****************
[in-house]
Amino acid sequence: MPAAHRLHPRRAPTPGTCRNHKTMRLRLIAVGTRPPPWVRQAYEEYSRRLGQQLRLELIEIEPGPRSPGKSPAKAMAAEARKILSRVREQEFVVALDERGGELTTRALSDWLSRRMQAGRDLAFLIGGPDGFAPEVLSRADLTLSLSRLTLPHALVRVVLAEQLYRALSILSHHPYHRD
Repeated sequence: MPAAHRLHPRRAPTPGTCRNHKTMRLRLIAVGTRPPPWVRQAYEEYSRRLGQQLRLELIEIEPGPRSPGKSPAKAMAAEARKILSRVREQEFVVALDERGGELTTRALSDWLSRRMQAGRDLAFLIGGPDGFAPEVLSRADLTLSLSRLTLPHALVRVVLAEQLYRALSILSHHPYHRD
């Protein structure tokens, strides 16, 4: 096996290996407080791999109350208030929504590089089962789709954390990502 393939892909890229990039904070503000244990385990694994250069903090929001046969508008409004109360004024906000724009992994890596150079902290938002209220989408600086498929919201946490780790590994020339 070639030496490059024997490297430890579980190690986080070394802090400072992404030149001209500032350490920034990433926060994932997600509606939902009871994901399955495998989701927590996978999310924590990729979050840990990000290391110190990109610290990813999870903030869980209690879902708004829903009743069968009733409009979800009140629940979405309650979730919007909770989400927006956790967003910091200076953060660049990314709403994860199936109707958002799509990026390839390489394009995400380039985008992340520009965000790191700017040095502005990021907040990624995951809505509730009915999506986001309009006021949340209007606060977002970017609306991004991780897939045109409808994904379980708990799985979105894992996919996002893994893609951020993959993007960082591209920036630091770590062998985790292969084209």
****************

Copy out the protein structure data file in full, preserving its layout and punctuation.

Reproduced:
[in-house]
Amino acid sequence: MPAAHRLHPRRAPTPGTCRNHKTMRLRLIAVGTRPPPWVRQAYEEYSRRLGQQLRLELIEIEPGPRSPGKSPAKAMAAEARKILSRVREQEFVVALDERGGELTTRALSDWLSRRMQAGRDLAFLIGGPDGFAPEVLSRADLTLSLSRLTLPHALVRVVLAEQLYRALSILSHHPYHRD
Repeated sequence: MPAAHRLHPRRAPTPGTCRNHKTMRLRLIAVGTRPPPWVRQAYEEYSRRLGQQLRLELIEIEPGPRSPGKSPAKAMAAEARKILSRVREQEFVVALDERGGELTTRALSDWLSRRMQAGRDLAFLIGGPDGFAPEVLSRADLTLSLSRLTLPHALVRVVLAEQLYRALSILSHHPYHRD
């Protein structure tokens, strides 16, 4: 096996290996407080791999109350208030929504590089089962789709954390990502 393939892909890229990039904070503000244990385990694994250069903090929001046969508008409004109360004024906000724009992994890596150079902290938002209220989408600086498929919201946490780790590994020339 070639030496490059024997490297430890579980190690986080070394802090400072992404030149001209500032350490920034990433926060994932997600509606939902009871994901399955495998989701927590996978999310924590990729979050840990990000290391110190990109610290990813999870903030869980209690879902708004829903009743069968009733409009979800009140629940979405309650979730919007909770989400927006956790967003910091200076953060660049990314709403994860199936109707958002799509990026390839390489394009995400380039985008992340520009965000790191700017040095502005990021907040990624995951809505509730009915999506986001309009006021949340209007606060977002970017609306991004991780897939045109409808994904379980708990799985979105894992996919996002893994893609951020993959993007960082591209920036630091770590062998985790292969084209």